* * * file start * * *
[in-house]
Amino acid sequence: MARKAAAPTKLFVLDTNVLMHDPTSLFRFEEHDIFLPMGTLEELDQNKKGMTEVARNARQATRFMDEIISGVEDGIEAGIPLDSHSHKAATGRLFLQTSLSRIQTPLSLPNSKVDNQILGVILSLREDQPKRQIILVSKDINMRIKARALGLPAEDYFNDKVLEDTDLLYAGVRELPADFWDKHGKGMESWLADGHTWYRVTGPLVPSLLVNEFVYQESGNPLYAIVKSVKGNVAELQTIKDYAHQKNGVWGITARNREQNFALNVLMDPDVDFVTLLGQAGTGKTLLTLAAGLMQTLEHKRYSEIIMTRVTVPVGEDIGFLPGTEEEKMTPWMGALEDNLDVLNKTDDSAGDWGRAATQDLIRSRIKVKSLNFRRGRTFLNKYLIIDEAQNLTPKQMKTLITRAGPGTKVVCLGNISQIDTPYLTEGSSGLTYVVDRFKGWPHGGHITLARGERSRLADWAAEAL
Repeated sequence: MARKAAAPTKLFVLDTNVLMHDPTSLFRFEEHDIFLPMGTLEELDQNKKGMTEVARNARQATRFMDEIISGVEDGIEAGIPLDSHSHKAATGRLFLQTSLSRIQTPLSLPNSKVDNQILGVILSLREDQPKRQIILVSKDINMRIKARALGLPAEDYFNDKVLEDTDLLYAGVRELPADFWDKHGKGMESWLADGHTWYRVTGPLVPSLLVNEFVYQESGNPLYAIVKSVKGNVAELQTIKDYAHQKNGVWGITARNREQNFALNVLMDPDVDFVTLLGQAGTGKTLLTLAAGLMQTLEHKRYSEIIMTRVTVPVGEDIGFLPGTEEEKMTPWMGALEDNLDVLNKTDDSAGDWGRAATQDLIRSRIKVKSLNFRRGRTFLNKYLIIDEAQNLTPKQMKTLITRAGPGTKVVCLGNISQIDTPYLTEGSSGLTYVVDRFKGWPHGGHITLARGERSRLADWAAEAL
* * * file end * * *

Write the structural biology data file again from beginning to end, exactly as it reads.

[in-house]
Amino acid sequence: MARKAAAPTKLFVLDTNVLMHDPTSLFRFEEHDIFLPMGTLEELDQNKKGMTEVARNARQATRFMDEIISGVEDGIEAGIPLDSHSHKAATGRLFLQTSLSRIQTPLSLPNSKVDNQILGVILSLREDQPKRQIILVSKDINMRIKARALGLPAEDYFNDKVLEDTDLLYAGVRELPADFWDKHGKGMESWLADGHTWYRVTGPLVPSLLVNEFVYQESGNPLYAIVKSVKGNVAELQTIKDYAHQKNGVWGITARNREQNFALNVLMDPDVDFVTLLGQAGTGKTLLTLAAGLMQTLEHKRYSEIIMTRVTVPVGEDIGFLPGTEEEKMTPWMGALEDNLDVLNKTDDSAGDWGRAATQDLIRSRIKVKSLNFRRGRTFLNKYLIIDEAQNLTPKQMKTLITRAGPGTKVVCLGNISQIDTPYLTEGSSGLTYVVDRFKGWPHGGHITLARGERSRLADWAAEAL
Repeated sequence: MARKAAAPTKLFVLDTNVLMHDPTSLFRFEEHDIFLPMGTLEELDQNKKGMTEVARNARQATRFMDEIISGVEDGIEAGIPLDSHSHKAATGRLFLQTSLSRIQTPLSLPNSKVDNQILGVILSLREDQPKRQIILVSKDINMRIKARALGLPAEDYFNDKVLEDTDLLYAGVRELPADFWDKHGKGMESWLADGHTWYRVTGPLVPSLLVNEFVYQESGNPLYAIVKSVKGNVAELQTIKDYAHQKNGVWGITARNREQNFALNVLMDPDVDFVTLLGQAGTGKTLLTLAAGLMQTLEHKRYSEIIMTRVTVPVGEDIGFLPGTEEEKMTPWMGALEDNLDVLNKTDDSAGDWGRAATQDLIRSRIKVKSLNFRRGRTFLNKYLIIDEAQNLTPKQMKTLITRAGPGTKVVCLGNISQIDTPYLTEGSSGLTYVVDRFKGWPHGGHITLARGERSRLADWAAEAL